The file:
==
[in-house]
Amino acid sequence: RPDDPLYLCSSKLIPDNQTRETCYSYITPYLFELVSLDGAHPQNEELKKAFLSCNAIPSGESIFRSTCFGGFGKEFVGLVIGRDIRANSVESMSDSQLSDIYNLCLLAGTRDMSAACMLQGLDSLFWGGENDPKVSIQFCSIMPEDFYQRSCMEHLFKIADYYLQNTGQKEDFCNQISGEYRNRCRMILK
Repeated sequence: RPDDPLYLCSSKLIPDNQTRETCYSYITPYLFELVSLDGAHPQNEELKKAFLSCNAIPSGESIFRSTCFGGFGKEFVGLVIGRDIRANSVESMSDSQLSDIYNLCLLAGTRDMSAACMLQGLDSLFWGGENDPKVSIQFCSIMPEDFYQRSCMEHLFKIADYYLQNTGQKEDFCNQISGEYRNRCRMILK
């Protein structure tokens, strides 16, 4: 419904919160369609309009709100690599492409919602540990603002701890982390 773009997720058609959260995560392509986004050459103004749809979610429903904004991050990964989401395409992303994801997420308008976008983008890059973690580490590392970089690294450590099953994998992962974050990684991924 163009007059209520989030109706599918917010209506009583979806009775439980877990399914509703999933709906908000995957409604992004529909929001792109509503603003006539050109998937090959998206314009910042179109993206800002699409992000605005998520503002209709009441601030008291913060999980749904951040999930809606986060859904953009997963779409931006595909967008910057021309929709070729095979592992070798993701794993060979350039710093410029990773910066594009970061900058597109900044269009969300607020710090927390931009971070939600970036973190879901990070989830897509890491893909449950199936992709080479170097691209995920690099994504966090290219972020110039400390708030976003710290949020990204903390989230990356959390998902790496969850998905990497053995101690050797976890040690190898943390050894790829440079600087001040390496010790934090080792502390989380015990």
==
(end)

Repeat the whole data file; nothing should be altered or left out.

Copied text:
[in-house]
Amino acid sequence: RPDDPLYLCSSKLIPDNQTRETCYSYITPYLFELVSLDGAHPQNEELKKAFLSCNAIPSGESIFRSTCFGGFGKEFVGLVIGRDIRANSVESMSDSQLSDIYNLCLLAGTRDMSAACMLQGLDSLFWGGENDPKVSIQFCSIMPEDFYQRSCMEHLFKIADYYLQNTGQKEDFCNQISGEYRNRCRMILK
Repeated sequence: RPDDPLYLCSSKLIPDNQTRETCYSYITPYLFELVSLDGAHPQNEELKKAFLSCNAIPSGESIFRSTCFGGFGKEFVGLVIGRDIRANSVESMSDSQLSDIYNLCLLAGTRDMSAACMLQGLDSLFWGGENDPKVSIQFCSIMPEDFYQRSCMEHLFKIADYYLQNTGQKEDFCNQISGEYRNRCRMILK
């Protein structure tokens, strides 16, 4: 419904919160369609309009709100690599492409919602540990603002701890982390 773009997720058609959260995560392509986004050459103004749809979610429903904004991050990964989401395409992303994801997420308008976008983008890059973690580490590392970089690294450590099953994998992962974050990684991924 163009007059209520989030109706599918917010209506009583979806009775439980877990399914509703999933709906908000995957409604992004529909929001792109509503603003006539050109998937090959998206314009910042179109993206800002699409992000605005998520503002209709009441601030008291913060999980749904951040999930809606986060859904953009997963779409931006595909967008910057021309929709070729095979592992070798993701794993060979350039710093410029990773910066594009970061900058597109900044269009969300607020710090927390931009971070939600970036973190879901990070989830897509890491893909449950199936992709080479170097691209995920690099994504966090290219972020110039400390708030976003710290949020990204903390989230990356959390998902790496969850998905990497053995101690050797976890040690190898943390050894790829440079600087001040390496010790934090080792502390989380015990």